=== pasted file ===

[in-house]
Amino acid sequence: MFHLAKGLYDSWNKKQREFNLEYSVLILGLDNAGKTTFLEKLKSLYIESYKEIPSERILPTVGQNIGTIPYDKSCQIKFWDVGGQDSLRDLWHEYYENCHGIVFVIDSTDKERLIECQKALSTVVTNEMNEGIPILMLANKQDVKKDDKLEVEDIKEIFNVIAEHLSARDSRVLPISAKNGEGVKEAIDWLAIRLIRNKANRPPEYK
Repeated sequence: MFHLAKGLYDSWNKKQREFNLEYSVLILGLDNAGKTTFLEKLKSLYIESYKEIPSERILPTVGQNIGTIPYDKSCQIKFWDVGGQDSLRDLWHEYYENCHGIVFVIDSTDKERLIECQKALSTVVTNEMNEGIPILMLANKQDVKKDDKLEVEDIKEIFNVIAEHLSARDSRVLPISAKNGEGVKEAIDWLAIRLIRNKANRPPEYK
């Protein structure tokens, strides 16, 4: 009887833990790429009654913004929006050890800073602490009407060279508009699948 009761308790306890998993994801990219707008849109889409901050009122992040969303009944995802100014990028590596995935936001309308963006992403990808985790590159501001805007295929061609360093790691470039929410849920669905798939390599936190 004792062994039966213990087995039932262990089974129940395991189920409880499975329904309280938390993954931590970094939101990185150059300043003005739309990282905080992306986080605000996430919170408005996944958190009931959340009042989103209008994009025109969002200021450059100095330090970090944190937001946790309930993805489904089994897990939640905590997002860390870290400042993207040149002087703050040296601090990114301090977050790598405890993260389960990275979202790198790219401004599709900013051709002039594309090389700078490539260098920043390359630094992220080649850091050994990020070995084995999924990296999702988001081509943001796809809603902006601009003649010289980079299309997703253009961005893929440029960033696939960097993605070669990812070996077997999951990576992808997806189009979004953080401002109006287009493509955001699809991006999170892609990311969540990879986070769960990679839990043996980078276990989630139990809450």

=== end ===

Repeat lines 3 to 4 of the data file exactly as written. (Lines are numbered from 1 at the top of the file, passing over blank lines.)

Repeated sequence: MFHLAKGLYDSWNKKQREFNLEYSVLILGLDNAGKTTFLEKLKSLYIESYKEIPSERILPTVGQNIGTIPYDKSCQIKFWDVGGQDSLRDLWHEYYENCHGIVFVIDSTDKERLIECQKALSTVVTNEMNEGIPILMLANKQDVKKDDKLEVEDIKEIFNVIAEHLSARDSRVLPISAKNGEGVKEAIDWLAIRLIRNKANRPPEYK
């Protein structure tokens, strides 16, 4: 009887833990790429009654913004929006050890800073602490009407060279508009699948 009761308790306890998993994801990219707008849109889409901050009122992040969303009944995802100014990028590596995935936001309308963006992403990808985790590159501001805007295929061609360093790691470039929410849920669905798939390599936190 004792062994039966213990087995039932262990089974129940395991189920409880499975329904309280938390993954931590970094939101990185150059300043003005739309990282905080992306986080605000996430919170408005996944958190009931959340009042989103209008994009025109969002200021450059100095330090970090944190937001946790309930993805489904089994897990939640905590997002860390870290400042993207040149002087703050040296601090990114301090977050790598405890993260389960990275979202790198790219401004599709900013051709002039594309090389700078490539260098920043390359630094992220080649850091050994990020070995084995999924990296999702988001081509943001796809809603902006601009003649010289980079299309997703253009961005893929440029960033696939960097993605070669990812070996077997999951990576992808997806189009979004953080401002109006287009493509955001699809991006999170892609990311969540990879986070769960990679839990043996980078276990989630139990809450």